ANN: Nice.

Xavier: We’re talking about hundreds of thousands of quantity. It’s like “whaaat?” This is like a little tiny thing that we’d expect interest for—not in the types of numbers that we’re seeing.

ANN: Yeah, yeah, all the way up there. Well that’s exciting. So for the Studio Ghibli line in particular, is the idea to go as deep into that merchandise catalog as you can?

Chiaki: Yeah, we try to increase the merchandise category too, and starting with more of the lifestyle products, and try to start negotiating with our other licenses to bring more up to the US.

ANN: Right, yeah, because they’ve got some cool stuff in the museum.

Chiaki: And that’s still under negotiation, but we really wanted to focus more on… because, maybe for example, hopefully we can get bento boxes or stationery.

ANN: What’s next? What’s the next big thing?

Xavier: For direct to consumer, we already do some form of that when we’re at events. We attend sixteen or so cons a year—that’s actually a huge number now that I think about it. In the future, there’s certain merchandise that’s out there that would be best served as something that the consumer’s able to get a bit more direct. This would be stuff like the life-size, it would make a little more sense for it to pass through just one hand, because of the nature of the product. We are still trying to determine the best course for something direct to consumer would work, but it’s something we’re entertaining, especially for certain types of product. But currently our focus still is on distribution and that we are able to supply product to retailers.

ANN: Are you three personally in to this stuff? What’s the holy grail of your collection? 

Jared: I’m a huge Dragon Ball fan so I love all the FiguArt Dragon Ballfigures. I have all of them and just the level of detail on them, and how accurate they are to the source material, it just boggles my mind, so I love to get that stuff.

ANN: Do you have the whole Tamashii Nations line? How many is that?

Jared: There’s like thirty plus? I don’t know. I consider it to be a holy grail of my collection, because I grew up with that anime and I loved it and I have such a great representation of the characters on my shelf is really cool. And of course you can supplement it with all the different accessories and faceplates and stuff, so.

Xavier: Well… so I got into this kind of stuff through the Gundam Wing TV series was airing on Toonami. I’m more of the fan of the Gunpla product than a fan of Gundam itself. So I’ve accumulated quite a number of Gundam models over the years. A lot of them have actually become parts fodder, I actually have very few as-is products. A lot of my stuff now is custom creations. I do the whole pink thing, I’m the head organizer for the GBWC in the US, that’s the International Gundam Model Competition. My interests are more geared towards that rather than the actual franchise—it’s essentially irrelevant.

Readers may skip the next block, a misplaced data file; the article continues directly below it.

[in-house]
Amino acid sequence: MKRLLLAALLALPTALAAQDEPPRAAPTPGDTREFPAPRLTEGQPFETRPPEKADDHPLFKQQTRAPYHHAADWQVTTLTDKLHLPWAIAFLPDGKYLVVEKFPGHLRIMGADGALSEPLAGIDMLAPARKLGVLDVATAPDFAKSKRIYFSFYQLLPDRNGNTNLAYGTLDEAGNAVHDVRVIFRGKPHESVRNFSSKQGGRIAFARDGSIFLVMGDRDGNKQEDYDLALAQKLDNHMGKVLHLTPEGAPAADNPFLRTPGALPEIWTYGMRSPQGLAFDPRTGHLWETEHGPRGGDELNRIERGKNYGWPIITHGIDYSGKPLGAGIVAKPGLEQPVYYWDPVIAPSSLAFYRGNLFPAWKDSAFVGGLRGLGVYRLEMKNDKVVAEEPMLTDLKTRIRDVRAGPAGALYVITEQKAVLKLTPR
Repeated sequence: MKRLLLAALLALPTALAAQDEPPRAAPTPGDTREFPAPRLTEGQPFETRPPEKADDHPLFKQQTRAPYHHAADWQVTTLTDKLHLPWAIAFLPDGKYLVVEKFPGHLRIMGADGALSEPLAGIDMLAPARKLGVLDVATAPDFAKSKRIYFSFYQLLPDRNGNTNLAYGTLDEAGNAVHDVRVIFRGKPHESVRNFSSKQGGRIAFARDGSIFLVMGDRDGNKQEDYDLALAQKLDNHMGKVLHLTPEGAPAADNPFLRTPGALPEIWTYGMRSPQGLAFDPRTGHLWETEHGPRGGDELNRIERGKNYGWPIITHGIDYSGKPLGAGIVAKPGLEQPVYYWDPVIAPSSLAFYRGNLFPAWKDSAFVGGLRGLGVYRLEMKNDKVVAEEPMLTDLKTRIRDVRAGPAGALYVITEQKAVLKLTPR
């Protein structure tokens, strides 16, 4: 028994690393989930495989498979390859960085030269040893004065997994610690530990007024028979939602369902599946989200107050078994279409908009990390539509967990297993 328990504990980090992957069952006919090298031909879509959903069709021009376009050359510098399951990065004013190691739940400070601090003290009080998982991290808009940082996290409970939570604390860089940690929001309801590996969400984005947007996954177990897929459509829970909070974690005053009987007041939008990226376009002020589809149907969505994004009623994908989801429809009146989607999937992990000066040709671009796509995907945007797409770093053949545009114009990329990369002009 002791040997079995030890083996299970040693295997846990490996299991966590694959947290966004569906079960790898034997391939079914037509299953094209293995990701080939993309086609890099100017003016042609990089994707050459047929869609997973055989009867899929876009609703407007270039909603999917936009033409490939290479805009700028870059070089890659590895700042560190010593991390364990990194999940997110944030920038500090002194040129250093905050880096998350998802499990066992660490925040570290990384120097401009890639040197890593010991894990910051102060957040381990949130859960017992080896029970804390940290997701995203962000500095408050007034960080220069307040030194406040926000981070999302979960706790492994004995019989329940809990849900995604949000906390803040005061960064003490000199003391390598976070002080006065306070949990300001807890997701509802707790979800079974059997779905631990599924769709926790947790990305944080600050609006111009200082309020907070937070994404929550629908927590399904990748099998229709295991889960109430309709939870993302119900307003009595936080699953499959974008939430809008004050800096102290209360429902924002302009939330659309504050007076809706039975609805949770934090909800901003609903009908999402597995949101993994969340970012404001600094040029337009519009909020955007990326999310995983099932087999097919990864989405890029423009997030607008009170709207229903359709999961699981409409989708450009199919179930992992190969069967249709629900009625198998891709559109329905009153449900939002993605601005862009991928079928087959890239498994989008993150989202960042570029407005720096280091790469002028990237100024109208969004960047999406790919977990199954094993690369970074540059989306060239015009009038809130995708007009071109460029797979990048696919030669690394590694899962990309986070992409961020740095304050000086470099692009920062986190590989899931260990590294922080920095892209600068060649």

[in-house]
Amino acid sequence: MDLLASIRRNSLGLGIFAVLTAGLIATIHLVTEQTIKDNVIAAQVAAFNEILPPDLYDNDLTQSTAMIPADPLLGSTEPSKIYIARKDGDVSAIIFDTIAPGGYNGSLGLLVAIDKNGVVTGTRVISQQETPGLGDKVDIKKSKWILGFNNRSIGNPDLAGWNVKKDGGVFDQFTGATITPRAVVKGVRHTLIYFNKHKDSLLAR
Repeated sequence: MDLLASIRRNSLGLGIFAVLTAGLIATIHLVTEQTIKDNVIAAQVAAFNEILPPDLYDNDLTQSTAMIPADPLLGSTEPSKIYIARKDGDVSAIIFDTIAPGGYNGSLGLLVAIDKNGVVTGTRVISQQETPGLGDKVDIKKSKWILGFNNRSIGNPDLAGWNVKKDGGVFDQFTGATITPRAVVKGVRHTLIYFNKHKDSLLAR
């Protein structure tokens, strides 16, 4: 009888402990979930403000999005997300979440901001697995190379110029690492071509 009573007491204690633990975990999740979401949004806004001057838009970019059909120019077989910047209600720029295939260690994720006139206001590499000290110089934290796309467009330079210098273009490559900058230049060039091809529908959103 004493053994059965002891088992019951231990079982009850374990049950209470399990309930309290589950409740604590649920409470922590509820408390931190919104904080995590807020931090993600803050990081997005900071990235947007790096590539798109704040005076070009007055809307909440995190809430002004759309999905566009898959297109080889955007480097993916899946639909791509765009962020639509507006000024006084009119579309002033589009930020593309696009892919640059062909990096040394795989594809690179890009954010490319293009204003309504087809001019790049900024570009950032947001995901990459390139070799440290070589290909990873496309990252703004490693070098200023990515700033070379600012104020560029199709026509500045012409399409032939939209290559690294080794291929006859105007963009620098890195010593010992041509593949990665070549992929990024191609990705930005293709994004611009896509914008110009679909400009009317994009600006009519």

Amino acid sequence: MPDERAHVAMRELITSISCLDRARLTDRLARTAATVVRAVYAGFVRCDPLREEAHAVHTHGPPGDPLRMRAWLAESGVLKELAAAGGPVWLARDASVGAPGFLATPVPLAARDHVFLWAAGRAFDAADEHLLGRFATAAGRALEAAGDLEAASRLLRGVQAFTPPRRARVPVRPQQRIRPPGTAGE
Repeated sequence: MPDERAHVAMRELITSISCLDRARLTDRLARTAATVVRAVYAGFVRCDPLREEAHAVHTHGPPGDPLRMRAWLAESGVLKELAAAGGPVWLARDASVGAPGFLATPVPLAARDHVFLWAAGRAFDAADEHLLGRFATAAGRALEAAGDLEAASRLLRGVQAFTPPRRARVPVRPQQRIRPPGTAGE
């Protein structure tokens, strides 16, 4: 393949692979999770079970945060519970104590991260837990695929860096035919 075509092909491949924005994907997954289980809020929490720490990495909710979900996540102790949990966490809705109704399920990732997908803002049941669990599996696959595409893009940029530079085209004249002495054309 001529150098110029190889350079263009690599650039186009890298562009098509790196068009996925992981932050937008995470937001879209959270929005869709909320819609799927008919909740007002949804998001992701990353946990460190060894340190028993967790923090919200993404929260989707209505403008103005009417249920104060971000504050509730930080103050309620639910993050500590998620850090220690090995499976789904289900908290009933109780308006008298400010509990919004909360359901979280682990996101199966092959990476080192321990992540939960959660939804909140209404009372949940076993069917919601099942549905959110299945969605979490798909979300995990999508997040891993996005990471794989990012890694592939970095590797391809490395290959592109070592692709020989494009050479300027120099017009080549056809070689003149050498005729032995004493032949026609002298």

That’s also part of the reason why Gundam seems to be doing extremely well for the US right now is because the Gundam model product… it’s an oddity in that there’s products that are best sellers in Gunpla that don’t have an anime attached to it. One of these is the Gundam Astray Red Frame. For those who don’t know, it’s a red robot with a katana. It’s attached to a manga that’s actually out of print now.

ANN: Right.

Xavier: There are sequel stories they keep coming out with, but there’s no way for anyone in the US right now, unless they find an old Tokyopop copy of a translated volume, to even read the story, but that item, that character, it consistently sells well year-to-year for us without any source material associated with it.

ANN: It’s just a cool design.

Xavier: Yeah, people want it. They’re buying it because it looks cool.

Jared: And I’m a great example of that, because I always noticed that model, and I always thought it was so cool looking.

Xavier: And Jared here started getting into Gunpla recently.

Jared: I was never into it, I never really got into building models or really understood it. But one day I had a sample and I just started building it and was like “wow, this is actually really fun.” It’s kind of like a relaxation factor to it, sitting at your desk, cutting out the pieces, putting them together, and then at the end of two or three hours or whatever it is, you have this really cool looking model.

Chiaki: Terada Mokei, we just started. We have a paper model kit called Terada Mokei, which is a piece of paper, but you can build something. Xavier can explain it.

Xavier: The Terada Mokei stuff is really neat. They’re paper models, like she was saying, in the sense of origami being paper model art, these ones are laser cut little people or nature scenes or objects onto paper. You remove it from the paper frame and you end up creating a 3D scene, maybe it’s an orchestra, or a park, or I think… one of the favorite ones among the staff is a wedding scene, all individual pews of the church, the bride and the groom. It’s all made out of paper! It’s cool. It’s a pretty amazing product that we started doing distribution for recently. I think there’s only a few stores that were sourcing it from Japan directly. But because of our position as a distributor, we’re going to be able to proliferate it onto the market a lot more easily.

Thanks to Bluefin for the interview opportunity.